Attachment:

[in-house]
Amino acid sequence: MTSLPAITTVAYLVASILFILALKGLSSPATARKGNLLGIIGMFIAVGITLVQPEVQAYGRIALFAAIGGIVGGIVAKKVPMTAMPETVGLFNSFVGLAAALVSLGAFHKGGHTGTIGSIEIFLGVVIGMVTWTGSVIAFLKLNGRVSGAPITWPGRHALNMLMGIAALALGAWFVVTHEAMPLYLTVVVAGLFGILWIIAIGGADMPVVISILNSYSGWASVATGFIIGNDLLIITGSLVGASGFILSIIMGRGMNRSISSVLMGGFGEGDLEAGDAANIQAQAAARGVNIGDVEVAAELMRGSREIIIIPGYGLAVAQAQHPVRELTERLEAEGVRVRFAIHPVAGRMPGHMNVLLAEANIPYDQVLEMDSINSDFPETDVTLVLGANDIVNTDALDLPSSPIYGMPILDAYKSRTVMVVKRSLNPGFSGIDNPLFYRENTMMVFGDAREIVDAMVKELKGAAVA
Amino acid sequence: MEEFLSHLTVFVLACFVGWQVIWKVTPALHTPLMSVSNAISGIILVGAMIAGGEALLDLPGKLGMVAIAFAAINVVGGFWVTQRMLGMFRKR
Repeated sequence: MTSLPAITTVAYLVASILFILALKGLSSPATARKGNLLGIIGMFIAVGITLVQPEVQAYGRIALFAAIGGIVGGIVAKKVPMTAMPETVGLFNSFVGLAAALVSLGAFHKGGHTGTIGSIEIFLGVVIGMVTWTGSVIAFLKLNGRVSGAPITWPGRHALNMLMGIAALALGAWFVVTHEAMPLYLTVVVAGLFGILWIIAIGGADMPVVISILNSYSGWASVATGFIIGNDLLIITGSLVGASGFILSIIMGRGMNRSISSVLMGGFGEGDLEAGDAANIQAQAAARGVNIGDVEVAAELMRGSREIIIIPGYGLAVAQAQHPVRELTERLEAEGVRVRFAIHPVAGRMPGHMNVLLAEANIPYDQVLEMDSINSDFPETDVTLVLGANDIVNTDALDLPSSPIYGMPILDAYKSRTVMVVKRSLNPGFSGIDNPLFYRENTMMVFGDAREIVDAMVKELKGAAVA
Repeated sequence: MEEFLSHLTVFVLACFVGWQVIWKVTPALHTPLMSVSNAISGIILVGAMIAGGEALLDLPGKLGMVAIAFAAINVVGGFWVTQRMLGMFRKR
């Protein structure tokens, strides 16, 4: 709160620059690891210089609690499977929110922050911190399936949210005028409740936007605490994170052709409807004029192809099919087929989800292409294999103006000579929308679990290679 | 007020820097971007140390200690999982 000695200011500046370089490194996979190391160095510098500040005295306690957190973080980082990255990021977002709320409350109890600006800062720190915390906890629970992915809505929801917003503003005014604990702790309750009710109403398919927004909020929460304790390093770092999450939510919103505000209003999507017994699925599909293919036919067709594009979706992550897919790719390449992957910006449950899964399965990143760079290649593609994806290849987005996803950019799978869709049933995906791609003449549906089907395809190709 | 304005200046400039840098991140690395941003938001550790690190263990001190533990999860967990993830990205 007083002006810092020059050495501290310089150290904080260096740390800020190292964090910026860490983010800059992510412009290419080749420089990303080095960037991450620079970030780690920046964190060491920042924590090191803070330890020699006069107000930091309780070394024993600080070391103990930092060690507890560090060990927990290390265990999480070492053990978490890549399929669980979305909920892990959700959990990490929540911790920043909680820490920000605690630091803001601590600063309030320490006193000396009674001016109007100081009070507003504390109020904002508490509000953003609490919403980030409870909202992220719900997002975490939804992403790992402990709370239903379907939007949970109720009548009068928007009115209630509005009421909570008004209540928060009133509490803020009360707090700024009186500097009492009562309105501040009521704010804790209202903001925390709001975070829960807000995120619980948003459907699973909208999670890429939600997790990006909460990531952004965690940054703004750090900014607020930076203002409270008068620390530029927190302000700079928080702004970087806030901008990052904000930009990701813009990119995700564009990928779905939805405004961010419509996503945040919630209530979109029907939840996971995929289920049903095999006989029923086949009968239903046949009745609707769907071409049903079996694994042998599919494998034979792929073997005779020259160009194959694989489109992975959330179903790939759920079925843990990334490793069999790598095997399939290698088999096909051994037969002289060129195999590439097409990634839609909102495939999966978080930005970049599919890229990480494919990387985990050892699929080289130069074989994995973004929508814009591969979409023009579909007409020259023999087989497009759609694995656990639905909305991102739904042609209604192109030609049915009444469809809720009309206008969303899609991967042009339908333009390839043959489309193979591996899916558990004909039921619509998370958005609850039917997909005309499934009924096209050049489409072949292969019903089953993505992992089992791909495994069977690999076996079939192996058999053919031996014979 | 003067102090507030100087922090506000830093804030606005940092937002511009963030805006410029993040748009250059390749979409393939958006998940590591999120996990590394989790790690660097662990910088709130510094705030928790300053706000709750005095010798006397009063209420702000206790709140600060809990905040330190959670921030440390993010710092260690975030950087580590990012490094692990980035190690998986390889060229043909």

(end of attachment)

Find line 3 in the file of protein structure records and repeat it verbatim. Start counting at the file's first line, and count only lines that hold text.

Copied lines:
Amino acid sequence: MEEFLSHLTVFVLACFVGWQVIWKVTPALHTPLMSVSNAISGIILVGAMIAGGEALLDLPGKLGMVAIAFAAINVVGGFWVTQRMLGMFRKR